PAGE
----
Parties rivalry may harm Bangladesh polls

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Dhaka, Nov 7: Mounting rivalry within one of Bangladesh's two main political parties could ruin the hopes of its army-backed interim government for a smooth run-up to polls expected next year, officials and analysts said.

The Bangladesh Nationalist Party (BNP) of detained former prime minister Begum Khaleda Zia has been torn by a face-off between her loyalists and opponents who see themselves as reformers trying to change a party centred around her.

Their confrontation was fuelled further on Monday by an invitation from the Election Commission to Khaleda's opponents in the BNP to discuss preparations for the vote and related electoral reforms.

Chief Election Commissioner A T M Shamsul Huda said that the panel had chosen the right group to talk to on Nov 22 under provisions of the BNP constitution.

But angry supporters of Khaleda have threatened to challenge the move in court and ''teach a tough lesson'' to the rebels.

''The country is now at a new cross-road over the latest BNP feud in which one of its factions has accused the EC of being unfairly lenient to the other,'' said Abul Momen yesterday, a political analyst and columnist.

If the confrontation spilled over into the streets with violent protests and clashes, the road to the polls could become slippery, analysts said.

Khaleda's opponents are led by acting BNP chairman Saifur Rahman and secretary-general Hafizuddin Ahmed, the former finance and commerce ministers, respectively, in the previous government.

They are leading a campaign to curb what they say is Khaleda's absolute control over the party and her dictatorial tendencies.

Divisive politics: Last week, they took control of the party by ousting Khaleda loyalist Khandaker Delwar Hossain from the post of secretary-general.

Their battle has since become murky with Delwar's deputy, Hannan Shah, a retired army brigadier-general, accusing Hafizuddin of trying to arrest President Ziaur Rahman, Khaleda's husband and BNP founder, when Hafizuddin was an army major in 1975.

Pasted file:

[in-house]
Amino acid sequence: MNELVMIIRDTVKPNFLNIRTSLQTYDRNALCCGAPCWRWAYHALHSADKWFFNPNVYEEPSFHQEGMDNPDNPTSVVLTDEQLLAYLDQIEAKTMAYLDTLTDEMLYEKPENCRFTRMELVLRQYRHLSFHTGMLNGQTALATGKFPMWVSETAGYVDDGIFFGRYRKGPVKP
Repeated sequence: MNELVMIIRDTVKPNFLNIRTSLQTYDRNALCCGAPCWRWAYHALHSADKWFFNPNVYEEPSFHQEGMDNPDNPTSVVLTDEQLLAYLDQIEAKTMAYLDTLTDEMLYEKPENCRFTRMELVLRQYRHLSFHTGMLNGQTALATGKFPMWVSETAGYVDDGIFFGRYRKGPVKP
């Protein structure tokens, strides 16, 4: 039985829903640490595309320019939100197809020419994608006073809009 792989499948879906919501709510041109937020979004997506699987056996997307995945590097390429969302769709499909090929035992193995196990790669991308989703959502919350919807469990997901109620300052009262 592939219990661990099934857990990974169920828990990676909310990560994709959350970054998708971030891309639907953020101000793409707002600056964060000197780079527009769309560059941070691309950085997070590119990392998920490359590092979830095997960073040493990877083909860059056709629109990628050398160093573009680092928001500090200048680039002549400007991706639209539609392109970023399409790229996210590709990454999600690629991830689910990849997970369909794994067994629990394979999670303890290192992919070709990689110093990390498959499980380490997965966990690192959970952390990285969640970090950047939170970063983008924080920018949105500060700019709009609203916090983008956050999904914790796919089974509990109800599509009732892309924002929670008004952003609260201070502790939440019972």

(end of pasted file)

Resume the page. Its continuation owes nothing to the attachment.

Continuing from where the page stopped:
Hafizuddin has rejected the accusation as a conspiracy by Khaleda's loyalists to ''create confusion and spread controversy ahead of elections,'' which the interim government has vowed to hold around the end of next year.

Hannan, another fierce Khaleda loyalist, said his group would legally challenge the Election Commission decision to invite those ''who had not only opposed Khaleda, the party chairperson, but also tried to destroy the BNP at the directives of invisible power mongers.'' Khaleda, and her rival Sheikh Hasina, another former prime minister and head of the Awami League party, detained since September and July respectively, are awaiting possible trial for corruption and abuse of power.

Their parties ruled the impoverished country for 15 years to October 2006, when Khaleda ended her second five-year spell in power.

Some analysts said the BNP infighting was only an extension of Bangladesh's bitterly divisive politics.

''The division in the BNP is the reality of our (confrontational) politics,'' said Ataur Rahman, president of the Bangladesh Political Science Association. ''We will have to live with this, and wait for healthy politics.


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